Controversy and confrontation are not comfortable companions of grace and peace. Yet this epistle shows that the gospel of His grace and peace must be defended vigorously, whether against “false brethren” and their deceptive preaching, or in spite of unfaithful brethren and their defective practice. Ironically, while the false teachers remain anonymous, Paul names two influential brethren whom he had openly confronted with their hypocrisy, one being his own preaching partner, the other a leading apostle! The intensity and forcefulness of his words reveal a deep concern for “the truth of the gospel” (2:5), and recovery of the saints for whom he “travails in birth again…” (4:19).
Who are the Galatians? Even the background of the epistle is tinged in controversy! Some scholars suggest that the churches of Galatia were the assemblies planted during Paul and Barnabas’ first missionary journey (Acts 13&14) in the southern part of the Roman province of Galatia, including Antioch in Pisidia, Iconium, Lystra, and Derbe. Others suggest that Paul had later evangelized among the Gauls of northern Galatia (Acts 16:6; 18:23), and that the crisis indicates a later development somewhat removed from the same issues resolved in Acts 15: Are Gentile converts required to be circumcised and to keep the Mosaic law for salvation?
What has so alarmed the apostle? Zealous teachers had managed to influence the Galatians toward embracing circumcision and law-keeping as a necessary addition to the gospel preached by Paul. In confronting this error once again, Paul reveals the true relation of the law to redemption and grace in Christ for believers (3:21-26). In stark contrast, the proposed combining of law and grace would render His death meaningless (2:21), and actually nullify the grace of Christ (5:1-4).
There are several key verses in each chapter, as the thesis of “grace in Christ” vs. “works of law” progresses through the epistle. However, two verses seem to stand out as providing the essential foundation for the theme of the epistle:
- The Blessing of His Death for Us and
- The Beauty of His Life in Us
Chapter 1:4: “Who gave Himself for our sins, that He might deliver us from this present evil world (age) …” This expresses both power and purpose: His death delivers us from the condemnation of sin, and provides the righteous foundation for true freedom from the evil, including the religious world, still rampant in the world.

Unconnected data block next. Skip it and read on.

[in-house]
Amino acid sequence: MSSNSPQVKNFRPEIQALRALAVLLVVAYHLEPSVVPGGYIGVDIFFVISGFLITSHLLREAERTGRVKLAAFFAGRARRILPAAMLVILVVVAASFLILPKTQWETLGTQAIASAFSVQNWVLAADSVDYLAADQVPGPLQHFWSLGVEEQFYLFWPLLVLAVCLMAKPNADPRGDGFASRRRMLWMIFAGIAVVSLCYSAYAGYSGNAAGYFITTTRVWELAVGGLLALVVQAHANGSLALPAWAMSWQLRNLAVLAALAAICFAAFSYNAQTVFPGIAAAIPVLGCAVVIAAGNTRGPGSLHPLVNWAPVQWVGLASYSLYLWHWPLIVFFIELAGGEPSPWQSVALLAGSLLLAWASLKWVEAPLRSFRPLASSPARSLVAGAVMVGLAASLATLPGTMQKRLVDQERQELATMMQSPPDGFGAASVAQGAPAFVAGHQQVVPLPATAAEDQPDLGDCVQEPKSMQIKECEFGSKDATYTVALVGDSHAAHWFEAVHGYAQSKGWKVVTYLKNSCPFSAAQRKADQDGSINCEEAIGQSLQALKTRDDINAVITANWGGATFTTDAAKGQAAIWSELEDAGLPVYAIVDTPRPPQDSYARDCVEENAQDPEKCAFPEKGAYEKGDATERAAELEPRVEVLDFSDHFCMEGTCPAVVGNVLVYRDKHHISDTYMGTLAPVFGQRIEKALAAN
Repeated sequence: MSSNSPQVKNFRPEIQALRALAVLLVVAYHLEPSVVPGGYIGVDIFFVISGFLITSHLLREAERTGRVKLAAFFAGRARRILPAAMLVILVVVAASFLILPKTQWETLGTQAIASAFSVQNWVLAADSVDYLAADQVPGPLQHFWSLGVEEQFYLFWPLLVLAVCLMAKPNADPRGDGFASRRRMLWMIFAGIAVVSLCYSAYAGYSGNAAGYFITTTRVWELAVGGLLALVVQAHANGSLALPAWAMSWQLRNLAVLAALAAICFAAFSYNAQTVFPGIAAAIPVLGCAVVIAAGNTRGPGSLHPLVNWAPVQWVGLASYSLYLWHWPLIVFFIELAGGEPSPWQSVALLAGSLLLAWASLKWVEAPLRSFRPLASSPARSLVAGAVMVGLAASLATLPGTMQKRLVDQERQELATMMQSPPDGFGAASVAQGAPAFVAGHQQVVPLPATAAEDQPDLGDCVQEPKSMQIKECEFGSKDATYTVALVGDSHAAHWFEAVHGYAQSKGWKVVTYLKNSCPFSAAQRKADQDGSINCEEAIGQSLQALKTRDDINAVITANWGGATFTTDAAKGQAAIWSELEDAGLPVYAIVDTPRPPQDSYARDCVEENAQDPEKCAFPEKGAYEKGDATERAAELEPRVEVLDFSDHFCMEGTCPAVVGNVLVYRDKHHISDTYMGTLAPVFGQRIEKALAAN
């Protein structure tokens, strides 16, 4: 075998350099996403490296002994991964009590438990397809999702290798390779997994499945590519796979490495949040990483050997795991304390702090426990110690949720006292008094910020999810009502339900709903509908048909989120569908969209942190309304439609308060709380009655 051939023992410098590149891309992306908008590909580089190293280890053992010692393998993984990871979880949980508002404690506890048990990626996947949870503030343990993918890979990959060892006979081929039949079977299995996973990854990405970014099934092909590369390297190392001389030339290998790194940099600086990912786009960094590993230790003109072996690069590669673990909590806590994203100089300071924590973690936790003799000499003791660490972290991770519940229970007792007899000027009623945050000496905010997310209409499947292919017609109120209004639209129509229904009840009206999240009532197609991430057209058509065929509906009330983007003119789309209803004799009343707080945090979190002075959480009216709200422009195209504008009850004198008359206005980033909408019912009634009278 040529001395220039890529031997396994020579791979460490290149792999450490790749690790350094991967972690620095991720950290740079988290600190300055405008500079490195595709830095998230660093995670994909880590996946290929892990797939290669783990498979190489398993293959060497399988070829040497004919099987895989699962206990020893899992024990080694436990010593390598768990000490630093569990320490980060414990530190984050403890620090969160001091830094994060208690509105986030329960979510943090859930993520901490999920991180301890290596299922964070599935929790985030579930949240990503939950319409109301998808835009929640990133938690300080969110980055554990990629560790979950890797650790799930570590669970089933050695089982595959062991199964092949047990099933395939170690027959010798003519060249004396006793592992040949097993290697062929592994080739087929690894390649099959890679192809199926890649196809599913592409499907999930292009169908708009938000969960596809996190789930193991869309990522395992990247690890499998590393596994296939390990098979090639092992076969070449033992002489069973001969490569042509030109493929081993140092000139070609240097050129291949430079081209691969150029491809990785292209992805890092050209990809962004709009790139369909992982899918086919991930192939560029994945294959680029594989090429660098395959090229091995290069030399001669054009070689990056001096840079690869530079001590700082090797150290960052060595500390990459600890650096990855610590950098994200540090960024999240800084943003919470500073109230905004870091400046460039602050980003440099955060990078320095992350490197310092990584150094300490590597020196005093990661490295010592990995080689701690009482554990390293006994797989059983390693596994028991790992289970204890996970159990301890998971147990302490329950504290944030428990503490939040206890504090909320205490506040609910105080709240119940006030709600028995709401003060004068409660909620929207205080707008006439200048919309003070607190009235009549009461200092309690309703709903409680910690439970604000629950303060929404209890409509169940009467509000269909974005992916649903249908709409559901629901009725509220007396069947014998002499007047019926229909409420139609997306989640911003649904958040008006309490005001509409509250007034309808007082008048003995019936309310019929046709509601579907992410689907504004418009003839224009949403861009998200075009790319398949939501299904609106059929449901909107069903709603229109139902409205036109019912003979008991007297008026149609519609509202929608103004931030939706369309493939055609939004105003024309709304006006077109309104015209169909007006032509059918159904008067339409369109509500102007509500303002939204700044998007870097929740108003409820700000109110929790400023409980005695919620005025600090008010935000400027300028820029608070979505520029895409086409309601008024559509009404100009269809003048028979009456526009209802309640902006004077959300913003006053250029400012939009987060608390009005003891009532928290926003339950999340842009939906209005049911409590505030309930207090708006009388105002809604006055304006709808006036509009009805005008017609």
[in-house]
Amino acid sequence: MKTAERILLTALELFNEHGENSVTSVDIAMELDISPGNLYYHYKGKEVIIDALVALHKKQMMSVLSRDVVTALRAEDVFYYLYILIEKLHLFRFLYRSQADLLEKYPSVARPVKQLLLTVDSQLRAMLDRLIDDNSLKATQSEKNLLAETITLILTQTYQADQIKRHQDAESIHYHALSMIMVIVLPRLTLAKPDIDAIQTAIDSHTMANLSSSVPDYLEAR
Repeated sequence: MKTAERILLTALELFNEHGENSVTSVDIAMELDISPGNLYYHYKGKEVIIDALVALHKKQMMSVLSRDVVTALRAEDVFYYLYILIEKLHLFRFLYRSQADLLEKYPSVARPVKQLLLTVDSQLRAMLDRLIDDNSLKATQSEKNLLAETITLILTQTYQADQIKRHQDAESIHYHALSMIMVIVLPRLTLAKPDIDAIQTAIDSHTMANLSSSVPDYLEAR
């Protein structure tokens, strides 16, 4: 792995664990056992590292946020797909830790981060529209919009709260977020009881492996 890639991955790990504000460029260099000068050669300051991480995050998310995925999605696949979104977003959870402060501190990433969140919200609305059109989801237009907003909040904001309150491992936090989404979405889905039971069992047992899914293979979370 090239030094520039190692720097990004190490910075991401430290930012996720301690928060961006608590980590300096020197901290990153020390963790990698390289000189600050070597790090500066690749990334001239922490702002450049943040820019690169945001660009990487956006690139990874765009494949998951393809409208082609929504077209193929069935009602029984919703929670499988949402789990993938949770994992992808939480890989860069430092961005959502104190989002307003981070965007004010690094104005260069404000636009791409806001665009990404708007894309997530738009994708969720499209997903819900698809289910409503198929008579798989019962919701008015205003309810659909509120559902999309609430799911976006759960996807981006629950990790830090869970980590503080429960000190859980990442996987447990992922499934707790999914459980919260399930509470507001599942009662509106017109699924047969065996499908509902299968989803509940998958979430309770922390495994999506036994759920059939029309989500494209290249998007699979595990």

Chapter 2:20: “I am crucified with Christ: nevertheless I live; yet not I, but Christ lives in me: and the life which I now live in the flesh, I live by the faith of the Son of God Who loved me and gave Himself for me.” The key elements of true spiritual life and fruitfulness are introduced here, and developed in chapters 3-6. It has been said that “every Christian is born crucified.” Paul recognized that it was really he himself who was under God’s judgment at Calvary; yet in being identified with the crucified Christ, we also by faith grasp the hope inherent in His resurrection. There is now a new life and relationship to God as sons, united by faith to the living Christ in the power and ministry of the indwelling Spirit.
The epistle brings out with clarity that nothing is need or can be added to the gospel: the Spirit is the earnest of the inheritance, the firstfruits of the blessing of Abraham being dispensed. It is the Spirit in us Who produces the fruit which is pleasing to God. The law was only brought in to reveal the need of man of these blessings from God, and what it has to do with the flesh can only produce corrupt fruit. The end result is left in no doubt: “He that soweth to the flesh shall of the flesh reap corruption; but he that soweth to the Spirit shall of the Spirit reap life everlasting” (6:8). As we see the tremendous consequences of either road, we begin to appreciate the intensity and rigidity with which Paul, in the power of the Holy Spirit, stood for the truth of the gospel.
Galatians: On Guard Against Distortions of the Gospel
- Ch 1: Defending the Gospel of Christ
- Ch 2: The Purity and Practice of the Gospel
- Ch 3: Under the Curse, or Heirs of the Promise? Works of Law, or Faith in Christ?
- Ch 4: The Two Covenants – Who Is the Heir?
- Ch 5: True Freedom in Christ by the Spirit
- Ch 6: Fruitful Living in the Precepts and Power of the Spirit
In future articles, we will look at three vital questions highlighted and answered in the epistle: